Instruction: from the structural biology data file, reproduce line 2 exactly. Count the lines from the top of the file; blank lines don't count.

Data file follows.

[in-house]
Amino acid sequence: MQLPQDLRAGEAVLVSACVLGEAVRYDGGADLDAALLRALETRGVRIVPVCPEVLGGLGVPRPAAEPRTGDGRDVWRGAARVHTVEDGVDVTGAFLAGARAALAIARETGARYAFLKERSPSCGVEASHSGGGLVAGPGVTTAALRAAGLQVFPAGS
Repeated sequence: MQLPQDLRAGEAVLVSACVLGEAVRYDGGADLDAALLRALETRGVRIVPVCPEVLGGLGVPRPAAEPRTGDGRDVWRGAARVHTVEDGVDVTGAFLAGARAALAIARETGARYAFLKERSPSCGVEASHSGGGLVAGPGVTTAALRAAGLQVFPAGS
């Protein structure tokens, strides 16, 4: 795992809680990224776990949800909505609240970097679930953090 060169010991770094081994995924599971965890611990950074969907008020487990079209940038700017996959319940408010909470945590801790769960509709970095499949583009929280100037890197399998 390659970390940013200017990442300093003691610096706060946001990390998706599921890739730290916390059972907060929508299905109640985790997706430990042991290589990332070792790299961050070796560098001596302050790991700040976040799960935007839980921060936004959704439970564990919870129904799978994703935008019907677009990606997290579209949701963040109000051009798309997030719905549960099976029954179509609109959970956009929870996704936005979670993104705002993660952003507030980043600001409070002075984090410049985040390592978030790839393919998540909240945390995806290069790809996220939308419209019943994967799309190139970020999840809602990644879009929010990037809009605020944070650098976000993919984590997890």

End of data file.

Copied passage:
Amino acid sequence: MQLPQDLRAGEAVLVSACVLGEAVRYDGGADLDAALLRALETRGVRIVPVCPEVLGGLGVPRPAAEPRTGDGRDVWRGAARVHTVEDGVDVTGAFLAGARAALAIARETGARYAFLKERSPSCGVEASHSGGGLVAGPGVTTAALRAAGLQVFPAGS